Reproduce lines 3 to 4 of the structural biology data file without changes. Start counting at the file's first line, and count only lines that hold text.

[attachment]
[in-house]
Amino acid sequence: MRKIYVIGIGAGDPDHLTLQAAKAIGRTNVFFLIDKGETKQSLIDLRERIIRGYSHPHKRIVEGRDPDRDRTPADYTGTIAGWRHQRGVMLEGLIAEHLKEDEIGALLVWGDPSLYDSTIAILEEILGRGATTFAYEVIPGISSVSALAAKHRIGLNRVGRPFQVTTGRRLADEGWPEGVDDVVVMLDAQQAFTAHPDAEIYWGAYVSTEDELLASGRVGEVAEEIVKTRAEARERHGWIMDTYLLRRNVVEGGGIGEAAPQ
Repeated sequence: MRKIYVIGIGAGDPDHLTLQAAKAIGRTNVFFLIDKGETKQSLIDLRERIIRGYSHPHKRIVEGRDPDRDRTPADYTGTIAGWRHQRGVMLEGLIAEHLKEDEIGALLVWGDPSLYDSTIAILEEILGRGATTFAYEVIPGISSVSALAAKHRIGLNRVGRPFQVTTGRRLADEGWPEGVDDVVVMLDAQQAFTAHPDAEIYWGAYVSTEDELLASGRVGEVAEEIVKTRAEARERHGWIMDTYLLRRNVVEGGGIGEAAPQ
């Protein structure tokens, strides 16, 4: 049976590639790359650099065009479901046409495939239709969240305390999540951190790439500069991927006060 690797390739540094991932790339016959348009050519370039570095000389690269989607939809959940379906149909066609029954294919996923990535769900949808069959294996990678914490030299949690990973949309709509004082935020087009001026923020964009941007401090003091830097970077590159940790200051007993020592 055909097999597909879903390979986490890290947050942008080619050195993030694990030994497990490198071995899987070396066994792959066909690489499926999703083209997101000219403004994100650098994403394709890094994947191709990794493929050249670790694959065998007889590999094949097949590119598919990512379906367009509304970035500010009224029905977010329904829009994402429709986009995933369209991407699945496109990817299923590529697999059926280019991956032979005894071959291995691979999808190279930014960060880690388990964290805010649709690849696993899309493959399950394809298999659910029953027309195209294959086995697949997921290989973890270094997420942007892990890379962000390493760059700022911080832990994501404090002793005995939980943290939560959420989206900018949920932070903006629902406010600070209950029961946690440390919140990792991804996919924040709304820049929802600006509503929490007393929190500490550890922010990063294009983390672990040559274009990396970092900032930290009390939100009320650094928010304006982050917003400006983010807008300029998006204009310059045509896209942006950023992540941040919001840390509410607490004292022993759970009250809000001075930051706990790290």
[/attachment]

Repeated sequence: MRKIYVIGIGAGDPDHLTLQAAKAIGRTNVFFLIDKGETKQSLIDLRERIIRGYSHPHKRIVEGRDPDRDRTPADYTGTIAGWRHQRGVMLEGLIAEHLKEDEIGALLVWGDPSLYDSTIAILEEILGRGATTFAYEVIPGISSVSALAAKHRIGLNRVGRPFQVTTGRRLADEGWPEGVDDVVVMLDAQQAFTAHPDAEIYWGAYVSTEDELLASGRVGEVAEEIVKTRAEARERHGWIMDTYLLRRNVVEGGGIGEAAPQ
């Protein structure tokens, strides 16, 4: 049976590639790359650099065009479901046409495939239709969240305390999540951190790439500069991927006060 690797390739540094991932790339016959348009050519370039570095000389690269989607939809959940379906149909066609029954294919996923990535769900949808069959294996990678914490030299949690990973949309709509004082935020087009001026923020964009941007401090003091830097970077590159940790200051007993020592 055909097999597909879903390979986490890290947050942008080619050195993030694990030994497990490198071995899987070396066994792959066909690489499926999703083209997101000219403004994100650098994403394709890094994947191709990794493929050249670790694959065998007889590999094949097949590119598919990512379906367009509304970035500010009224029905977010329904829009994402429709986009995933369209991407699945496109990817299923590529697999059926280019991956032979005894071959291995691979999808190279930014960060880690388990964290805010649709690849696993899309493959399950394809298999659910029953027309195209294959086995697949997921290989973890270094997420942007892990890379962000390493760059700022911080832990994501404090002793005995939980943290939560959420989206900018949920932070903006629902406010600070209950029961946690440390919140990792991804996919924040709304820049929802600006509503929490007393929190500490550890922010990063294009983390672990040559274009990396970092900032930290009390939100009320650094928010304006982050917003400006983010807008300029998006204009310059045509896209942006950023992540941040919001840390509410607490004292022993759970009250809000001075930051706990790290």